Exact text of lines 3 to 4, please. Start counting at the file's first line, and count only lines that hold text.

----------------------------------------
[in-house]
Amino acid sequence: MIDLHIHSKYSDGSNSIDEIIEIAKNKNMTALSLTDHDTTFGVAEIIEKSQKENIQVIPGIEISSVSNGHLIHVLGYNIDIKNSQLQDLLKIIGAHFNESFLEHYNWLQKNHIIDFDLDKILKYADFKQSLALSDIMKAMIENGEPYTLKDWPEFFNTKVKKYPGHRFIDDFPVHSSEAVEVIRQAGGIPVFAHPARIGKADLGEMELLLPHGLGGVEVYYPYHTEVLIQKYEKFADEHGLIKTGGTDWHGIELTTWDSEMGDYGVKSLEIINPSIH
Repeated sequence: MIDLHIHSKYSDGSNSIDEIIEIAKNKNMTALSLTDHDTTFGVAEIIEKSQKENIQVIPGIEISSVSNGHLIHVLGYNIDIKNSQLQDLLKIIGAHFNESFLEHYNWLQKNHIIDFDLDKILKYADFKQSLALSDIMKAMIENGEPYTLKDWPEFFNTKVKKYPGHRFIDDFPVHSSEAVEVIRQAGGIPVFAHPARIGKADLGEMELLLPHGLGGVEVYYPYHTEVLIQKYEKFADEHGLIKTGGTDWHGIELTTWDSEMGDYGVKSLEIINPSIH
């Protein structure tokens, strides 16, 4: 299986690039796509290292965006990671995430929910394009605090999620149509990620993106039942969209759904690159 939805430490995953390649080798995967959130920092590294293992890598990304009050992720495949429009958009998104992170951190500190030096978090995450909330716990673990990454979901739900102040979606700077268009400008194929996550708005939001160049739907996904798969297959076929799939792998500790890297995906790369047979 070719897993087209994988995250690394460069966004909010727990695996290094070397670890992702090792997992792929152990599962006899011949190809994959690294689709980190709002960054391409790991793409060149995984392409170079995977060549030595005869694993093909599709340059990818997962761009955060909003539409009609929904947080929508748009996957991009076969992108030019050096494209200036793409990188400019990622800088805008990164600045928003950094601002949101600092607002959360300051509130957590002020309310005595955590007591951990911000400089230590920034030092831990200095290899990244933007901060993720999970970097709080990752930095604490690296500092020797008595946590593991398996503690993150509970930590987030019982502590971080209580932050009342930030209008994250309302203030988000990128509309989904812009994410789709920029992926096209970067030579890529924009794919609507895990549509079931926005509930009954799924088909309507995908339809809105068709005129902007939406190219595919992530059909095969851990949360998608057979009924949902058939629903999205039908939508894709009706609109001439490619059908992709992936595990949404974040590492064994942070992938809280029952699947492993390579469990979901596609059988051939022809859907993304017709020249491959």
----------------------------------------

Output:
Repeated sequence: MIDLHIHSKYSDGSNSIDEIIEIAKNKNMTALSLTDHDTTFGVAEIIEKSQKENIQVIPGIEISSVSNGHLIHVLGYNIDIKNSQLQDLLKIIGAHFNESFLEHYNWLQKNHIIDFDLDKILKYADFKQSLALSDIMKAMIENGEPYTLKDWPEFFNTKVKKYPGHRFIDDFPVHSSEAVEVIRQAGGIPVFAHPARIGKADLGEMELLLPHGLGGVEVYYPYHTEVLIQKYEKFADEHGLIKTGGTDWHGIELTTWDSEMGDYGVKSLEIINPSIH
């Protein structure tokens, strides 16, 4: 299986690039796509290292965006990671995430929910394009605090999620149509990620993106039942969209759904690159 939805430490995953390649080798995967959130920092590294293992890598990304009050992720495949429009958009998104992170951190500190030096978090995450909330716990673990990454979901739900102040979606700077268009400008194929996550708005939001160049739907996904798969297959076929799939792998500790890297995906790369047979 070719897993087209994988995250690394460069966004909010727990695996290094070397670890992702090792997992792929152990599962006899011949190809994959690294689709980190709002960054391409790991793409060149995984392409170079995977060549030595005869694993093909599709340059990818997962761009955060909003539409009609929904947080929508748009996957991009076969992108030019050096494209200036793409990188400019990622800088805008990164600045928003950094601002949101600092607002959360300051509130957590002020309310005595955590007591951990911000400089230590920034030092831990200095290899990244933007901060993720999970970097709080990752930095604490690296500092020797008595946590593991398996503690993150509970930590987030019982502590971080209580932050009342930030209008994250309302203030988000990128509309989904812009994410789709920029992926096209970067030579890529924009794919609507895990549509079931926005509930009954799924088909309507995908339809809105068709005129902007939406190219595919992530059909095969851990949360998608057979009924949902058939629903999205039908939508894709009706609109001439490619059908992709992936595990949404974040590492064994942070992938809280029952699947492993390579469990979901596609059988051939022809859907993304017709020249491959």